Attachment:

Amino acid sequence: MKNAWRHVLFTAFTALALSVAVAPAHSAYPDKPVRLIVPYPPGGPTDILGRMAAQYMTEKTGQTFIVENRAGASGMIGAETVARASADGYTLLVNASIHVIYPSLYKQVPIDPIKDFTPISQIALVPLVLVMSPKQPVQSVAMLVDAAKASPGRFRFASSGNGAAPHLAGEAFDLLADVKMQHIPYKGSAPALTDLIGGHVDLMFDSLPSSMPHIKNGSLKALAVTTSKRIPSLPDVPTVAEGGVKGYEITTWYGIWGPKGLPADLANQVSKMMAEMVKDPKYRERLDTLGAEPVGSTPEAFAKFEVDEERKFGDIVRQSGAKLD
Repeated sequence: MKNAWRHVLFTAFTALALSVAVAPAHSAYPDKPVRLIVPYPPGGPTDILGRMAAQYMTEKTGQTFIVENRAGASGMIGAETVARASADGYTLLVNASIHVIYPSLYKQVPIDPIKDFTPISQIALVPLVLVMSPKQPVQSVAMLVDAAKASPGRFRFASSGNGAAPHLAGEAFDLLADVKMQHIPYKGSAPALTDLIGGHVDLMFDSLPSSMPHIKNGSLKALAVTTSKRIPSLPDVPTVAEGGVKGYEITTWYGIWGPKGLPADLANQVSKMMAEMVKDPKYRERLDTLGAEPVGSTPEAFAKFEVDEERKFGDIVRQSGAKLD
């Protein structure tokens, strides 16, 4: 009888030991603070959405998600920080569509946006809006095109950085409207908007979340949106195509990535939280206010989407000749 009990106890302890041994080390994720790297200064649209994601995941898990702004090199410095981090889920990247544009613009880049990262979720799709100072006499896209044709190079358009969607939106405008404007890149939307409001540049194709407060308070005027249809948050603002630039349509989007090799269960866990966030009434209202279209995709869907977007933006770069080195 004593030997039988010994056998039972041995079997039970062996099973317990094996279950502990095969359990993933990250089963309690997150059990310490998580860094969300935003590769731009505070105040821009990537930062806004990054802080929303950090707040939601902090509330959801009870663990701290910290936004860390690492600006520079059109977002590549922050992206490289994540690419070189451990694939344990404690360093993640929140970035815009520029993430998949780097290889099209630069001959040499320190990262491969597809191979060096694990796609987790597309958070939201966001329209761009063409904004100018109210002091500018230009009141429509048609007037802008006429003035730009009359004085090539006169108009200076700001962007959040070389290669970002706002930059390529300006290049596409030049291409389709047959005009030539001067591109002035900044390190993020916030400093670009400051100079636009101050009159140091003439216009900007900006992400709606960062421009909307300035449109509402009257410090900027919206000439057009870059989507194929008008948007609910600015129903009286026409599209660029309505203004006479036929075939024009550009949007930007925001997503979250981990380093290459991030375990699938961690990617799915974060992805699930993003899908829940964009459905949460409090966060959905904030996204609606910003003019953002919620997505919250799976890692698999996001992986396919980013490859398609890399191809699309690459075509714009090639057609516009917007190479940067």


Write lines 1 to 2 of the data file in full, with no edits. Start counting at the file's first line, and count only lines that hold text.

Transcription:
Amino acid sequence: MKNAWRHVLFTAFTALALSVAVAPAHSAYPDKPVRLIVPYPPGGPTDILGRMAAQYMTEKTGQTFIVENRAGASGMIGAETVARASADGYTLLVNASIHVIYPSLYKQVPIDPIKDFTPISQIALVPLVLVMSPKQPVQSVAMLVDAAKASPGRFRFASSGNGAAPHLAGEAFDLLADVKMQHIPYKGSAPALTDLIGGHVDLMFDSLPSSMPHIKNGSLKALAVTTSKRIPSLPDVPTVAEGGVKGYEITTWYGIWGPKGLPADLANQVSKMMAEMVKDPKYRERLDTLGAEPVGSTPEAFAKFEVDEERKFGDIVRQSGAKLD
Repeated sequence: MKNAWRHVLFTAFTALALSVAVAPAHSAYPDKPVRLIVPYPPGGPTDILGRMAAQYMTEKTGQTFIVENRAGASGMIGAETVARASADGYTLLVNASIHVIYPSLYKQVPIDPIKDFTPISQIALVPLVLVMSPKQPVQSVAMLVDAAKASPGRFRFASSGNGAAPHLAGEAFDLLADVKMQHIPYKGSAPALTDLIGGHVDLMFDSLPSSMPHIKNGSLKALAVTTSKRIPSLPDVPTVAEGGVKGYEITTWYGIWGPKGLPADLANQVSKMMAEMVKDPKYRERLDTLGAEPVGSTPEAFAKFEVDEERKFGDIVRQSGAKLD